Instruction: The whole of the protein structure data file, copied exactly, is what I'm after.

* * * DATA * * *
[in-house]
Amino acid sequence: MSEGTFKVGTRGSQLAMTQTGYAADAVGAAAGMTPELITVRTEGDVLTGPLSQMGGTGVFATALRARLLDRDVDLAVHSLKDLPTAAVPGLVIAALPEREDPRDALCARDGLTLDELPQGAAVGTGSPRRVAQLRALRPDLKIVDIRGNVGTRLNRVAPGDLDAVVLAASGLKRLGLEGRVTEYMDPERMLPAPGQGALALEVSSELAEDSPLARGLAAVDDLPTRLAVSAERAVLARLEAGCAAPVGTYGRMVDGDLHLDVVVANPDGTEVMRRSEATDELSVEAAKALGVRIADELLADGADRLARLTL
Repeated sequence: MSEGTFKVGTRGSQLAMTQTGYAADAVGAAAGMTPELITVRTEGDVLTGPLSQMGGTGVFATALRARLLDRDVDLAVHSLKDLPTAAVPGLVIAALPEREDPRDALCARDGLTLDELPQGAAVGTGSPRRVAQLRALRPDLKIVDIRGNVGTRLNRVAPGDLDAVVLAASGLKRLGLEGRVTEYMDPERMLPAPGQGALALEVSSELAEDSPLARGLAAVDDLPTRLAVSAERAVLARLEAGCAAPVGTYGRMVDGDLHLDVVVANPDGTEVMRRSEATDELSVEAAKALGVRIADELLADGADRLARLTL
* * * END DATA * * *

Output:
[in-house]
Amino acid sequence: MSEGTFKVGTRGSQLAMTQTGYAADAVGAAAGMTPELITVRTEGDVLTGPLSQMGGTGVFATALRARLLDRDVDLAVHSLKDLPTAAVPGLVIAALPEREDPRDALCARDGLTLDELPQGAAVGTGSPRRVAQLRALRPDLKIVDIRGNVGTRLNRVAPGDLDAVVLAASGLKRLGLEGRVTEYMDPERMLPAPGQGALALEVSSELAEDSPLARGLAAVDDLPTRLAVSAERAVLARLEAGCAAPVGTYGRMVDGDLHLDVVVANPDGTEVMRRSEATDELSVEAAKALGVRIADELLADGADRLARLTL
Repeated sequence: MSEGTFKVGTRGSQLAMTQTGYAADAVGAAAGMTPELITVRTEGDVLTGPLSQMGGTGVFATALRARLLDRDVDLAVHSLKDLPTAAVPGLVIAALPEREDPRDALCARDGLTLDELPQGAAVGTGSPRRVAQLRALRPDLKIVDIRGNVGTRLNRVAPGDLDAVVLAASGLKRLGLEGRVTEYMDPERMLPAPGQGALALEVSSELAEDSPLARGLAAVDDLPTRLAVSAERAVLARLEAGCAAPVGTYGRMVDGDLHLDVVVANPDGTEVMRRSEATDELSVEAAKALGVRIADELLADGADRLARLTL